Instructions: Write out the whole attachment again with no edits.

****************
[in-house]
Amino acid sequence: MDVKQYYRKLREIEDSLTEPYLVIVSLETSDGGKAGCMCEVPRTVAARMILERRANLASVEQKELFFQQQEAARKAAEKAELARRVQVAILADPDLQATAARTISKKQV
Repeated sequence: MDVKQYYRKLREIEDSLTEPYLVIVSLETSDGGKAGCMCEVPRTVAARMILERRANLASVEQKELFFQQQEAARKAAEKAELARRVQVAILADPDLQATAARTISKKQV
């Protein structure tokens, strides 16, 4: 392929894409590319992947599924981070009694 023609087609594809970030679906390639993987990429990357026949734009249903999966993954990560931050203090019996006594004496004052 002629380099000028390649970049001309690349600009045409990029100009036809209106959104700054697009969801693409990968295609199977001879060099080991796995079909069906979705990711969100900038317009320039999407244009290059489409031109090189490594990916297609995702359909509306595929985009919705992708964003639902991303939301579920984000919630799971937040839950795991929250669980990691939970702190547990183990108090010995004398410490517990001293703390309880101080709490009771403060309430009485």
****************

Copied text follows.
[in-house]
Amino acid sequence: MDVKQYYRKLREIEDSLTEPYLVIVSLETSDGGKAGCMCEVPRTVAARMILERRANLASVEQKELFFQQQEAARKAAEKAELARRVQVAILADPDLQATAARTISKKQV
Repeated sequence: MDVKQYYRKLREIEDSLTEPYLVIVSLETSDGGKAGCMCEVPRTVAARMILERRANLASVEQKELFFQQQEAARKAAEKAELARRVQVAILADPDLQATAARTISKKQV
């Protein structure tokens, strides 16, 4: 392929894409590319992947599924981070009694 023609087609594809970030679906390639993987990429990357026949734009249903999966993954990560931050203090019996006594004496004052 002629380099000028390649970049001309690349600009045409990029100009036809209106959104700054697009969801693409990968295609199977001879060099080991796995079909069906979705990711969100900038317009320039999407244009290059489409031109090189490594990916297609995702359909509306595929985009919705992708964003639902991303939301579920984000919630799971937040839950795991929250669980990691939970702190547990183990108090010995004398410490517990001293703390309880101080709490009771403060309430009485």